financial objectives, most of us must bear some stock market risk.

Note that most of the rates of return for most the Vanguard mutual funds in the table above are for the

regular class of the fund. Many clients own, instead, the ETF version or the Signal or Admiral version of the

same fund with even lower annual costs. Thus most clients, through ownership of the lower cost version,

earned slightly higher rates of return. Such slight savings in cost compound/multiply over the years. Small

differences in operating cost are expected to earn large differences in total investment value over long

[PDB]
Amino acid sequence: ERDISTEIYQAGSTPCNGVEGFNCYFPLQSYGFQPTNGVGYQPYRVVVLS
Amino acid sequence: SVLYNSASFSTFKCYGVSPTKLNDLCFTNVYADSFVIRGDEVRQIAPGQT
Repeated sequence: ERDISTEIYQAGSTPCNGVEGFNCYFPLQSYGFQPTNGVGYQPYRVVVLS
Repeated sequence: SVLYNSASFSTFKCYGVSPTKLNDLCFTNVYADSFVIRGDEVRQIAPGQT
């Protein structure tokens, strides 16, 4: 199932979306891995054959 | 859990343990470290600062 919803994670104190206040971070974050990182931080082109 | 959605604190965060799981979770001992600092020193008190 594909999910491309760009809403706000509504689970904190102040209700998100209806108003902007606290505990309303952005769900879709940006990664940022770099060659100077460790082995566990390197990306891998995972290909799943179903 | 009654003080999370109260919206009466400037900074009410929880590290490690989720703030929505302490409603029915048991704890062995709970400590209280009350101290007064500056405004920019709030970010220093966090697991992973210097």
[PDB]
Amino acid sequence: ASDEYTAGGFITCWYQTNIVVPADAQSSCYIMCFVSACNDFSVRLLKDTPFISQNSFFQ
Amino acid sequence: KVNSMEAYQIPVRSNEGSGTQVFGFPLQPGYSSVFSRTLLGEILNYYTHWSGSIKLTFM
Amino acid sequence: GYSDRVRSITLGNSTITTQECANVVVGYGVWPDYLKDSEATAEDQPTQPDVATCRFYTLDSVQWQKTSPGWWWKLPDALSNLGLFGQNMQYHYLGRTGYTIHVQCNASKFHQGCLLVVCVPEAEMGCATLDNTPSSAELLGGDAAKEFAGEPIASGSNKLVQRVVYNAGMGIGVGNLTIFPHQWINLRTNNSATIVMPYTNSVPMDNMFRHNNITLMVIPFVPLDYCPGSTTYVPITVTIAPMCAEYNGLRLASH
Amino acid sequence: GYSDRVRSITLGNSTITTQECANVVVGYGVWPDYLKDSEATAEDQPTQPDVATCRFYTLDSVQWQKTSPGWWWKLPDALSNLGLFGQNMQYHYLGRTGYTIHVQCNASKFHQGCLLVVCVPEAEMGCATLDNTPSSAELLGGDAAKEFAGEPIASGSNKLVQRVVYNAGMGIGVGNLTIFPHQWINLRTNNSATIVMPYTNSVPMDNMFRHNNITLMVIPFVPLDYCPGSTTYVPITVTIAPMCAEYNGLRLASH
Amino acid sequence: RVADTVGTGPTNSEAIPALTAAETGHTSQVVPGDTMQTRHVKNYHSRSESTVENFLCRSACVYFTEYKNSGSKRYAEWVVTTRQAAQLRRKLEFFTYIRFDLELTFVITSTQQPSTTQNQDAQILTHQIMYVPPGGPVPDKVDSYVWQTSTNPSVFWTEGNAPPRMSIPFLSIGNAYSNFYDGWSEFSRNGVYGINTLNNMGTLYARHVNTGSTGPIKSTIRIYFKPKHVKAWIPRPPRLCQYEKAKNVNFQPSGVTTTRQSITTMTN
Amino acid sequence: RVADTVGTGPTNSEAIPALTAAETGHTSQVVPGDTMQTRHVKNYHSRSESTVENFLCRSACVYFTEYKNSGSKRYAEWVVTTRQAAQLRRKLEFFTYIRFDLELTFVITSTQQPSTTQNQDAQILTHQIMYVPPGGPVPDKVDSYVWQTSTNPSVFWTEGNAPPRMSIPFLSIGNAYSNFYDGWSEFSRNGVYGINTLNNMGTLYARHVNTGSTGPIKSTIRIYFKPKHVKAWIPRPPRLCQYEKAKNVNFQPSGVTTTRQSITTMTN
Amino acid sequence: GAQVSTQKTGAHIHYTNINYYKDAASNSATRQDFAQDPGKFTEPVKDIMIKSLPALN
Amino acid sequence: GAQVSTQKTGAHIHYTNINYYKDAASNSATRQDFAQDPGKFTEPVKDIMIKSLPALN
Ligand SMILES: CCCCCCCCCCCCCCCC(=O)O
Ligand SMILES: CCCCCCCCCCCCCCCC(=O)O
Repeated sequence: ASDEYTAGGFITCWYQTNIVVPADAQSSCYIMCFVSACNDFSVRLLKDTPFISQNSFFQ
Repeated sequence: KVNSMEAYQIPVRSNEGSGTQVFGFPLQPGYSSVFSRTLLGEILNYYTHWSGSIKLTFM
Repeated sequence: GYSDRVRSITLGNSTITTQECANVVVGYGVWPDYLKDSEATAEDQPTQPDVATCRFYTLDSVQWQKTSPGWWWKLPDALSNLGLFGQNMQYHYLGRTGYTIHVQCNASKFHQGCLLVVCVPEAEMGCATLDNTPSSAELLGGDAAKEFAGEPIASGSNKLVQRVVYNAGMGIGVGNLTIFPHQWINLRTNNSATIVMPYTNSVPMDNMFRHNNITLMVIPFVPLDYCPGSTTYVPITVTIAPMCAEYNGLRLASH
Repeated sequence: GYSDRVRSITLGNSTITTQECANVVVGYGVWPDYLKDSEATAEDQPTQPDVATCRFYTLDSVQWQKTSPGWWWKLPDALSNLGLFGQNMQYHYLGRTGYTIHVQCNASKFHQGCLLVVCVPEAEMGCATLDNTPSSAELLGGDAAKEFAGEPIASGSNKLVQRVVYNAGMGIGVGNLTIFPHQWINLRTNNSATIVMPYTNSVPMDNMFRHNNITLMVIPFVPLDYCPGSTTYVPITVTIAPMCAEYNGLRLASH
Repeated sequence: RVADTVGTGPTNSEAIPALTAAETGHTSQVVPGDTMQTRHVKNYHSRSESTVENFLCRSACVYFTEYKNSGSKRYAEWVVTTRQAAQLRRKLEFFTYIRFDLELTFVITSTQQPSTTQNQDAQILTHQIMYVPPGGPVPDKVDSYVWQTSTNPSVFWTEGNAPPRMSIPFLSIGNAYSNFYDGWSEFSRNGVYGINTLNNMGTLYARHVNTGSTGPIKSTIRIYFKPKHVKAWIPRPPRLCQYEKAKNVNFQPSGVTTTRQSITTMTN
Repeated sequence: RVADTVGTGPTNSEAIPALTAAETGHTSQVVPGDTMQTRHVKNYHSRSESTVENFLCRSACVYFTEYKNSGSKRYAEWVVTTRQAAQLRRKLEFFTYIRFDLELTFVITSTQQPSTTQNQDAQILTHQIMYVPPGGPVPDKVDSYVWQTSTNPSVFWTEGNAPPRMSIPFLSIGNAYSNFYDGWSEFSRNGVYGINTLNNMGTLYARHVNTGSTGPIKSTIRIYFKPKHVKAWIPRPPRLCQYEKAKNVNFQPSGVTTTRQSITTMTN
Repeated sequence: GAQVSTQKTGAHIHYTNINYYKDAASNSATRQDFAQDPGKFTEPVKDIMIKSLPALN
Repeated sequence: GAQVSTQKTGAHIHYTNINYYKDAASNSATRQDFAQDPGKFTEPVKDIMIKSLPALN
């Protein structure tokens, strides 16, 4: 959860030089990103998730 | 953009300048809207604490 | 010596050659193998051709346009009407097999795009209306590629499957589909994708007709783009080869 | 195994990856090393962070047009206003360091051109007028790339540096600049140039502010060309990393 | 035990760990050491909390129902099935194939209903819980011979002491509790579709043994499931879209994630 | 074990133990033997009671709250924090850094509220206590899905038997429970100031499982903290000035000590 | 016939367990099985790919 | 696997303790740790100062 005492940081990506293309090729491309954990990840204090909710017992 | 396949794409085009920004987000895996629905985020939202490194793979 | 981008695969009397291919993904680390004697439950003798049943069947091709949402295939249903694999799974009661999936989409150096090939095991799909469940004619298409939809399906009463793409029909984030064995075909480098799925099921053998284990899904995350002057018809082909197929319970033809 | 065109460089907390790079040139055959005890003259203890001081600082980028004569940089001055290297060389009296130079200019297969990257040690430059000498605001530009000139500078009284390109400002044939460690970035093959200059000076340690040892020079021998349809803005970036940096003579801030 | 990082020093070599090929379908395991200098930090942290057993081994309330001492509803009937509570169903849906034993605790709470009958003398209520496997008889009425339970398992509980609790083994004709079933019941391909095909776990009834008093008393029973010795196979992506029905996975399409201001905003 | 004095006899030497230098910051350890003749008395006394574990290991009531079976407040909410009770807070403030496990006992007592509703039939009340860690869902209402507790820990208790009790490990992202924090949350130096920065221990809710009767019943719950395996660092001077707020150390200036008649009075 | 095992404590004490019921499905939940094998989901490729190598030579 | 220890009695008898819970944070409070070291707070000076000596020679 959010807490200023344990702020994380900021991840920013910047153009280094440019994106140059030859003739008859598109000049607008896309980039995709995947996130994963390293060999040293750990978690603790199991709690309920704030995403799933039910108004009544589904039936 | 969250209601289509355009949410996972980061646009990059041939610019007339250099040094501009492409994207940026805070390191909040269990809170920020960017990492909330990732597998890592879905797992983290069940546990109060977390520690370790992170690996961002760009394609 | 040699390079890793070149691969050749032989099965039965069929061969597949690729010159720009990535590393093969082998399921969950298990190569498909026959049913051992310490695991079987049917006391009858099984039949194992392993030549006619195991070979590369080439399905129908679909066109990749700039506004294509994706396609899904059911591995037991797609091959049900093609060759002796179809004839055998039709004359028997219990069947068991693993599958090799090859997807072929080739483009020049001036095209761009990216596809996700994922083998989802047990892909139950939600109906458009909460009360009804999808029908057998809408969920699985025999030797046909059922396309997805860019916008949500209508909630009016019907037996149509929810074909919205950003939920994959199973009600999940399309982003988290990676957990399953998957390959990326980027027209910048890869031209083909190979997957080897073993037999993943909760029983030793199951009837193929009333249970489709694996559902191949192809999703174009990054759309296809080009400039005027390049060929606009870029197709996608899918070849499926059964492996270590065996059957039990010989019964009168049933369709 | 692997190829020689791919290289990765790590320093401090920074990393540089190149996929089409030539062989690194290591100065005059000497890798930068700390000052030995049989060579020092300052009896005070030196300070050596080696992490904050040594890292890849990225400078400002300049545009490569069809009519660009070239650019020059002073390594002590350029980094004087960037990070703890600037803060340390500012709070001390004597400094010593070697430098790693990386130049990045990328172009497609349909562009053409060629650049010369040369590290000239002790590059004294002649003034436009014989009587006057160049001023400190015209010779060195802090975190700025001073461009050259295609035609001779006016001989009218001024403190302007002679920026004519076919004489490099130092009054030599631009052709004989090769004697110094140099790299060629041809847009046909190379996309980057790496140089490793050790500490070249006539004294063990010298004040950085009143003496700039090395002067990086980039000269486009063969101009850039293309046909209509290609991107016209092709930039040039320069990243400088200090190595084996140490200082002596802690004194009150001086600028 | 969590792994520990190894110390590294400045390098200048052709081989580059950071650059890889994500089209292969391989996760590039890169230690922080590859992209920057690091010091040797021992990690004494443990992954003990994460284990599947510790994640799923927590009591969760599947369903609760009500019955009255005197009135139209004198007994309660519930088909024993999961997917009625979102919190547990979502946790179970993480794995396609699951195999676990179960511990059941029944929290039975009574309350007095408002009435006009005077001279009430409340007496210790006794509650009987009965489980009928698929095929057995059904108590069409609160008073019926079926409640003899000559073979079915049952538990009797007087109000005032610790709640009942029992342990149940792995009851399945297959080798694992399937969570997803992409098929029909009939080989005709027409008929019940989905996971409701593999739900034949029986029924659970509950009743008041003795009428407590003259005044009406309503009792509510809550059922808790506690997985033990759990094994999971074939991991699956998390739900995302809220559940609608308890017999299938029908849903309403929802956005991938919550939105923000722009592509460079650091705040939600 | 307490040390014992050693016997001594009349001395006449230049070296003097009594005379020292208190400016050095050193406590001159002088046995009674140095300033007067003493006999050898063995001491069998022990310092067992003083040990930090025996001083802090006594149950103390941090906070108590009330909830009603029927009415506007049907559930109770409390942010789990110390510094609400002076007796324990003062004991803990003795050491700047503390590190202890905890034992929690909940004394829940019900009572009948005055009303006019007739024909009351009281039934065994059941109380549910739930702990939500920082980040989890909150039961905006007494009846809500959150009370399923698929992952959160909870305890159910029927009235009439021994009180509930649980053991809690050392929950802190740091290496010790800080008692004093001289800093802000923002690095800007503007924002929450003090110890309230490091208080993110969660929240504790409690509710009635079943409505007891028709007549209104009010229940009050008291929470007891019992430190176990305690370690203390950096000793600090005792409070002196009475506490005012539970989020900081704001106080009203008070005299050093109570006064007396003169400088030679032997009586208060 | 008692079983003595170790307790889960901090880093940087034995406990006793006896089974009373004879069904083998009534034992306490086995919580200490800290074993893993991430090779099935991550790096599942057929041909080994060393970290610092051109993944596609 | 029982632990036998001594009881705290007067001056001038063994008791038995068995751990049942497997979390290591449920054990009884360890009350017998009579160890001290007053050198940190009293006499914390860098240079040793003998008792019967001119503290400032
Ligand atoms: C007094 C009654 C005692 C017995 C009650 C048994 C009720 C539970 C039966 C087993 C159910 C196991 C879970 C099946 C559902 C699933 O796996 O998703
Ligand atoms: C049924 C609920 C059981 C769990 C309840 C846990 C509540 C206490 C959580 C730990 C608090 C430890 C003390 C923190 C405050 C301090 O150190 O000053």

periods of years.

I’d be pleased to discuss your situation with you further.

IV. Past is No Guarantee of Future Investment Performance—Fidelity Magellan?

For more than a decade this stock mutual fund was a star. Its manager, Peter Lynch, beat the stock market

averages most years for an extended period of time and Magellan grew to be the largest mutual fund in the

world. The latest issue of the Morningstar FundInvestor notes that another of Lynch’s successors is not

doing so well. Whereas over the last four years growth stocks have performed slightly better than the S&P

500 Index, about 5% better in total, Magellan has lagged the index by 8%. This underperformance has

resulted in investors withdrawing from the fund so that, at $23 billion, it is only half as large as it was four

years ago.

Contrast that with the various classes of Vanguard’s Total Stock Market Index fund. This fund/ETF is now